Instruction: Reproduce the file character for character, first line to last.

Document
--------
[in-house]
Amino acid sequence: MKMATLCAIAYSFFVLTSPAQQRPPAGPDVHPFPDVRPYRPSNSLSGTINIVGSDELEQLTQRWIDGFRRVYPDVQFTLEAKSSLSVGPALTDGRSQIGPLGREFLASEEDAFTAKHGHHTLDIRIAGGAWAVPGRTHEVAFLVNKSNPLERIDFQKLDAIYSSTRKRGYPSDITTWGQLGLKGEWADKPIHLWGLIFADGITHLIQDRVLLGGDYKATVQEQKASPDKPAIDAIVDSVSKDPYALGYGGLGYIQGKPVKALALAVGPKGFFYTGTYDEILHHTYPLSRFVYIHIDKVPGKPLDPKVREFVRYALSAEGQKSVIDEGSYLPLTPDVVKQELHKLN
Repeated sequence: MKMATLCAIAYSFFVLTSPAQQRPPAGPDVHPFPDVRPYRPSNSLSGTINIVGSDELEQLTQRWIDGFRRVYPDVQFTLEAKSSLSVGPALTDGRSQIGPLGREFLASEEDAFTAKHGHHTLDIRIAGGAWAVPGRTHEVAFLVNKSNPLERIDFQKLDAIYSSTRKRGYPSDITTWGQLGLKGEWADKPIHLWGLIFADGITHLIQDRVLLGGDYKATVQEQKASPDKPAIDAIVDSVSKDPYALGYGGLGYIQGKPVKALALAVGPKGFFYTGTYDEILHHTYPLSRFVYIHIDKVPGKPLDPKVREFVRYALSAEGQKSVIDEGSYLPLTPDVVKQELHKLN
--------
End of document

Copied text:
[in-house]
Amino acid sequence: MKMATLCAIAYSFFVLTSPAQQRPPAGPDVHPFPDVRPYRPSNSLSGTINIVGSDELEQLTQRWIDGFRRVYPDVQFTLEAKSSLSVGPALTDGRSQIGPLGREFLASEEDAFTAKHGHHTLDIRIAGGAWAVPGRTHEVAFLVNKSNPLERIDFQKLDAIYSSTRKRGYPSDITTWGQLGLKGEWADKPIHLWGLIFADGITHLIQDRVLLGGDYKATVQEQKASPDKPAIDAIVDSVSKDPYALGYGGLGYIQGKPVKALALAVGPKGFFYTGTYDEILHHTYPLSRFVYIHIDKVPGKPLDPKVREFVRYALSAEGQKSVIDEGSYLPLTPDVVKQELHKLN
Repeated sequence: MKMATLCAIAYSFFVLTSPAQQRPPAGPDVHPFPDVRPYRPSNSLSGTINIVGSDELEQLTQRWIDGFRRVYPDVQFTLEAKSSLSVGPALTDGRSQIGPLGREFLASEEDAFTAKHGHHTLDIRIAGGAWAVPGRTHEVAFLVNKSNPLERIDFQKLDAIYSSTRKRGYPSDITTWGQLGLKGEWADKPIHLWGLIFADGITHLIQDRVLLGGDYKATVQEQKASPDKPAIDAIVDSVSKDPYALGYGGLGYIQGKPVKALALAVGPKGFFYTGTYDEILHHTYPLSRFVYIHIDKVPGKPLDPKVREFVRYALSAEGQKSVIDEGSYLPLTPDVVKQELHKLN